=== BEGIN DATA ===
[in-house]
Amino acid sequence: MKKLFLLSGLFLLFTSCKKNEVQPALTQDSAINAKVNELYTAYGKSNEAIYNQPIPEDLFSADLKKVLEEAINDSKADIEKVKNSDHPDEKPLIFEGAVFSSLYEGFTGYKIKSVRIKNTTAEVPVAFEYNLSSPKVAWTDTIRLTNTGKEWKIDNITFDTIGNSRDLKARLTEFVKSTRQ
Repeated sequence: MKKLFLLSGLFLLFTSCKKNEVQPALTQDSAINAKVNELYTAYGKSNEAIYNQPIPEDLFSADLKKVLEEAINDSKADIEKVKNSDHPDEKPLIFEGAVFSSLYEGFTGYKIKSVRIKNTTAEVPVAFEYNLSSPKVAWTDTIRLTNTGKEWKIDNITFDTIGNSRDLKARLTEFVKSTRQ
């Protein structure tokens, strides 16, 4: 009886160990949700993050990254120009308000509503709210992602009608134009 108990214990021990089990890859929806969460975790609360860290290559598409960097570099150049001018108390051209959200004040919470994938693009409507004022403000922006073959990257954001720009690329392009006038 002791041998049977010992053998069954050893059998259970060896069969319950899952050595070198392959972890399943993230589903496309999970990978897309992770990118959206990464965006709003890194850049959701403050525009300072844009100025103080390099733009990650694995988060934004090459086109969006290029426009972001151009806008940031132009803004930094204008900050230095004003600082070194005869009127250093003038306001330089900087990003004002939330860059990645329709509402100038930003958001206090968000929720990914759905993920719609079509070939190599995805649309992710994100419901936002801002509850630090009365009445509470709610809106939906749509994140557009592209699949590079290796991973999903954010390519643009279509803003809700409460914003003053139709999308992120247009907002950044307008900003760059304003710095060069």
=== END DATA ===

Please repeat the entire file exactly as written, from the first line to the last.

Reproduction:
[in-house]
Amino acid sequence: MKKLFLLSGLFLLFTSCKKNEVQPALTQDSAINAKVNELYTAYGKSNEAIYNQPIPEDLFSADLKKVLEEAINDSKADIEKVKNSDHPDEKPLIFEGAVFSSLYEGFTGYKIKSVRIKNTTAEVPVAFEYNLSSPKVAWTDTIRLTNTGKEWKIDNITFDTIGNSRDLKARLTEFVKSTRQ
Repeated sequence: MKKLFLLSGLFLLFTSCKKNEVQPALTQDSAINAKVNELYTAYGKSNEAIYNQPIPEDLFSADLKKVLEEAINDSKADIEKVKNSDHPDEKPLIFEGAVFSSLYEGFTGYKIKSVRIKNTTAEVPVAFEYNLSSPKVAWTDTIRLTNTGKEWKIDNITFDTIGNSRDLKARLTEFVKSTRQ
């Protein structure tokens, strides 16, 4: 009886160990949700993050990254120009308000509503709210992602009608134009 108990214990021990089990890859929806969460975790609360860290290559598409960097570099150049001018108390051209959200004040919470994938693009409507004022403000922006073959990257954001720009690329392009006038 002791041998049977010992053998069954050893059998259970060896069969319950899952050595070198392959972890399943993230589903496309999970990978897309992770990118959206990464965006709003890194850049959701403050525009300072844009100025103080390099733009990650694995988060934004090459086109969006290029426009972001151009806008940031132009803004930094204008900050230095004003600082070194005869009127250093003038306001330089900087990003004002939330860059990645329709509402100038930003958001206090968000929720990914759905993920719609079509070939190599995805649309992710994100419901936002801002509850630090009365009445509470709610809106939906749509994140557009592209699949590079290796991973999903954010390519643009279509803003809700409460914003003053139709999308992120247009907002950044307008900003760059304003710095060069």